Thursday, March 26, 2009
Proteas in the urchin's lair
This is Protea obtusifolia (Limestone Sugarbush). I hope viewers will excuse the temporal sleight of hand, for this photo was taken in January, some time before the blog's inception.
It is relevant, however, since I am at present nursing a few Protea obtusifolia seedlings (also in the litter are Protea susannae and Protea cynaroides). Stowaways in the tray include several heaths (Erica bauera ssp gouriquae, Erica diaphana, Erica mammosa and Erica margaritacea). Both diaphana and bauera have germinated, rapturously.
I'll report on the Ericas later, but let's just say that they are highly experimental and have a slim chance of growing in my zone 11 give-it-a-try universe. I should disabuse myself of the notion that everything grows here, but have always found this far too sensible a notion to adopt without serious prejudice.
Protea obtusifolia was my second Protea to transition from seed to mature flowering plant. The first was Protea lanceolata, but sadly, it passed away. Sniff, sniff. Both of these species were chosen since they thrive on alkaline soil, which is opportune since I can almost certainly supply the world with that poky limestone.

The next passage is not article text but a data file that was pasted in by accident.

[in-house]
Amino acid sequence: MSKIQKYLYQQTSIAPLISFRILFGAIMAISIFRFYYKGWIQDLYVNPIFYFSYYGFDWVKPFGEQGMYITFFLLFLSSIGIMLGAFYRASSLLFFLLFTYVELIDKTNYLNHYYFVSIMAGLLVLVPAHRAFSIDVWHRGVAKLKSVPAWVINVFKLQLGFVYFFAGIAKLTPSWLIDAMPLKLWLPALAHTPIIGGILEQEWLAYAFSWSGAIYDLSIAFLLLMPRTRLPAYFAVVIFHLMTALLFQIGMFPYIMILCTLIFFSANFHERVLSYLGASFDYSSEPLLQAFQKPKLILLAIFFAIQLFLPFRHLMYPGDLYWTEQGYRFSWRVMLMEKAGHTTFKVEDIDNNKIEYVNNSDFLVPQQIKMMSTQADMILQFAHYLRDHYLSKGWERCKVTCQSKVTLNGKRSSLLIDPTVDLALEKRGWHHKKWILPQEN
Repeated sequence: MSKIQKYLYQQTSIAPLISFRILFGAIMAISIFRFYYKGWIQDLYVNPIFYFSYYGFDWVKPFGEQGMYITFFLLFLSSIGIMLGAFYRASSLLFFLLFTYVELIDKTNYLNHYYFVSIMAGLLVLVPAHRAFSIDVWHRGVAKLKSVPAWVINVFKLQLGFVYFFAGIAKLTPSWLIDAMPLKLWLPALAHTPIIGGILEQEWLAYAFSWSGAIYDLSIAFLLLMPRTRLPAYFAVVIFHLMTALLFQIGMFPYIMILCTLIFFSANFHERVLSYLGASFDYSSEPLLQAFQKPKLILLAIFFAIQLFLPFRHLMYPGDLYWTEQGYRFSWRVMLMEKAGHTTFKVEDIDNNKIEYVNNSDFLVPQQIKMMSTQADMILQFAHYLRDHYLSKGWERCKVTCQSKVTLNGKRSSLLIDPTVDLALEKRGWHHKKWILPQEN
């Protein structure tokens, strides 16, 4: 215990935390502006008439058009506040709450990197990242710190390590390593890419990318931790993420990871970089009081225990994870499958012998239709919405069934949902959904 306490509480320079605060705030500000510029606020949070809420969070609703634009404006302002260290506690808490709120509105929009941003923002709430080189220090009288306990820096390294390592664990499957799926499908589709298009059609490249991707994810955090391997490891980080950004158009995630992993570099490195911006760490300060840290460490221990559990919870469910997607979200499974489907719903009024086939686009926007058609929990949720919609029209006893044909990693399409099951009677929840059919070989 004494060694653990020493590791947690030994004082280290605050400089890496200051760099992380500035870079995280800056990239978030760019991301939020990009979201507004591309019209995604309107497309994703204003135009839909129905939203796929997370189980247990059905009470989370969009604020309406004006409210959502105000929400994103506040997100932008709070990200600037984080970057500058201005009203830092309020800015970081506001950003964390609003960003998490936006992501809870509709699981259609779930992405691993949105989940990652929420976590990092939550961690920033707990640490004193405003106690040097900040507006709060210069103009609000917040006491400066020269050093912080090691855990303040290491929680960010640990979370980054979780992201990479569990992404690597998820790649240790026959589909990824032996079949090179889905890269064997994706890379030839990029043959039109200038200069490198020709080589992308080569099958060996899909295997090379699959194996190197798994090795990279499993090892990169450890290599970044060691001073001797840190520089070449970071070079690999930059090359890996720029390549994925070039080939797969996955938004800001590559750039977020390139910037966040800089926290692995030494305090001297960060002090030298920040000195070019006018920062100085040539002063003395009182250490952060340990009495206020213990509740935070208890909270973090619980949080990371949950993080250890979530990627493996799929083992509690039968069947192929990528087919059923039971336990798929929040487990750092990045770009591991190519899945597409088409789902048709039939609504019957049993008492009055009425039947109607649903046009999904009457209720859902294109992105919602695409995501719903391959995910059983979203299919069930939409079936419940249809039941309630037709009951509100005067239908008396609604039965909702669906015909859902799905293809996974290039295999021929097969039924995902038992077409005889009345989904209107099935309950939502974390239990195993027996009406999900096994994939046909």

Growing your own fynbos garden is a great way to unnerve your neighbors and further reinforce, in their minds, that you are, as they increasingly suspect, a witch doctor. Let me explain: plants from the South African fynbos are seasonally ravaged by fires. Hence, the seeds germinate well in smoky ash-filled environments. Protea growers often advocate creating an ad hoc tent for the purpose of subjecting the seeds to the smoke of burning fynbos detritus.
I have since determined that this is quite unnecessary (though spectacularly intriguing). The seeds germinate well with no pre-treatment. The trick is to sow them when you have a good night-day temperature differential. For me, that means plant your seeds any time from December to March. Success will follow. Most Proteas germinate in 30 days under these conditions.